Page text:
The Wall Street Journal reported yesterday that "A Russian "cyber-militia" has effectively knocked the central Asian republic of Kyrgyzstan offline in recent days". See the full article here: http://online.wsj.com/article/SB123310906904622741.html
It's quite hard to find traces of DoS attacks on the internet if they only swamp individual websites, but the article suggests that total connectivity to all of Kyrgyzstan has been severely impaired. This led me to wondering if signs of the attack are visible on the global routing table. This can happen if the attack is so severe, that edge routers connecting ISP's to one another can no longer exchange routing data, because the data link between them is fully saturated with attack traffic.
To start the investigation, it's necessary to find the two main internet service providers the article talks about. According to RIPE membership information (http://www.ripe.net/membership/indices/KG.html), the two largest Kyrgyztan-based ISP's are:
The other Kyrgyztani ISP's I found along the way are:
AS12764, AKNET, upstream Kyrgyztelecom
AS48271, City Telecom, upstream ElCat
AS39214, Comintech, upstreams DE-INSAT and Transfer
AS41750, Netcom, upstreams Kyrgyztelecom and BMCKG JSC BiMoCom Ltd
AS29061, Saimanet Telecommunications, upstream Kazakhtelecom
AS34639, Totel LTD, upstream ElCat
AS25035, Transfer LTD, upstream Saimanet
AS42210, BMCKG JSC BiMoCom Ltd, upstreams Saimanet and Kyrgyztelecom
AS41329, SkyMobile LTD, upstreams Saimanet and ElCat
As you can see, there are four operators connecting the rest of them to three operators outside Kyrgyzstan. To determine where data most likely is flowing, I conducted a very basic statistical analysis of the situation. Robotex provides information on the amount of unique IP addresses allocated to each of the operators, as well as peer and upstream distribution. Naturally this doesn't reveal actual traffic amounts or traffic flows, but rather gives the most probable path for any given traffic source. This helps in determining through with path traffic most likely flows into Kyrgyzstan.
Here is a visualization of the relations between the operators, with upstream distribution and cumulative IP-address amounts included (click for larger view):
As the figure shows, the original assumption that ElCat LTD and Kyrgyztelecom JSC appear to be the two main internet service providers seems correct. Saimanet comes quite close, though, so it can be included in the analysis as well.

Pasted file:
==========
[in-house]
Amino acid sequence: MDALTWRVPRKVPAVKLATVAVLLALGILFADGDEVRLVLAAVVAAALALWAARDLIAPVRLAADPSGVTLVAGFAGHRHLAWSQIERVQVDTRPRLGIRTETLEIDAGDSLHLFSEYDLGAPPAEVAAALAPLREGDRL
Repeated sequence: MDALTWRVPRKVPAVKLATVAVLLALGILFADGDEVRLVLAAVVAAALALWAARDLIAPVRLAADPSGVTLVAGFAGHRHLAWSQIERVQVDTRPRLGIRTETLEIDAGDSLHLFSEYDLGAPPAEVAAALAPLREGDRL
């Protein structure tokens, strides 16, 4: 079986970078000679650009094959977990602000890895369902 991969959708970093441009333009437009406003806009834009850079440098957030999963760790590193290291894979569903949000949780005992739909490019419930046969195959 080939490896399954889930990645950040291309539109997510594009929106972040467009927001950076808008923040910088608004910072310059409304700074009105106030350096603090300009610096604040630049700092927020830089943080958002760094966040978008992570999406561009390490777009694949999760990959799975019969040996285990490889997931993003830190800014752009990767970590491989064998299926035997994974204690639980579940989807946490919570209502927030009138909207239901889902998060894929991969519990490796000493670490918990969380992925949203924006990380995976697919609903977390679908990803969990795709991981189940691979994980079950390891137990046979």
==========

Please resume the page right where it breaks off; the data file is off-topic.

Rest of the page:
To limit the amount of IP address prefixes to be analyzed, I focused on the prefixes which contain the corporate websites of the three internet service providers. This information can be found by comparing the DNS records of the websites to whois information in the RIPE database. The prefixes are:
Now, to find out if the BGP advertisements for these prefixes have changed, one has to dig historical routing data. The method of choice this time was to use BGPlay, a Java-based route update visualizer provided by RIPE Routing Information Service.
The prefix for Saimanet, 220.127.116.11/20, has been stable for some parts for the internet during this incident, as have the other prefixes as well. RRC05 in Vienna, RRC10 in Milan and RRC12 in Frankfurt show several path changes which involve AS9002 (RETN) and AS6854 (Synterra), both large Russian ISP's. The AS-paths seen present them as transit AS's, so this could indicate traffic engineering to protect their own networks from the attack traffic, or blackholing requests from downstream.
The most interesting changes for 18.104.22.168/20 took place on 27.1.2009 just after midnight (UTC). RRC10, RRC11 in NYC and RRC14 in Palo Alto show routes disappearing completely for a couple of minutes. Shortly before this happens, most of the paths seen have shifted to use AS20485 (Transtelecom) as the sole upstream for Kazakhtelecom. Several advertisements first disappear from AS6854 and then re-appear from AS20485, before the observed outage. In RRC14 the outage is the most dramatic, lasting up to 7 hours for some operators. RRC12 also supports this, but the path changes are not as dramatic. Another common denominator is that after the outage AS20485 is no longer seen as an upstream of Kazakhtelecom.
The prefix of ElCat, 22.214.171.124/24, shows first interesting changes in advertisements seen by RRC03 in Amsterdam on 22.1.2009 when first the aforementioned AS6854 is no longer seen as an upstream for Kazakhtelecom at 20:35:45 UTC (126.96.36.199/20 showed similar changes around the same time). It then returns within 2 hours.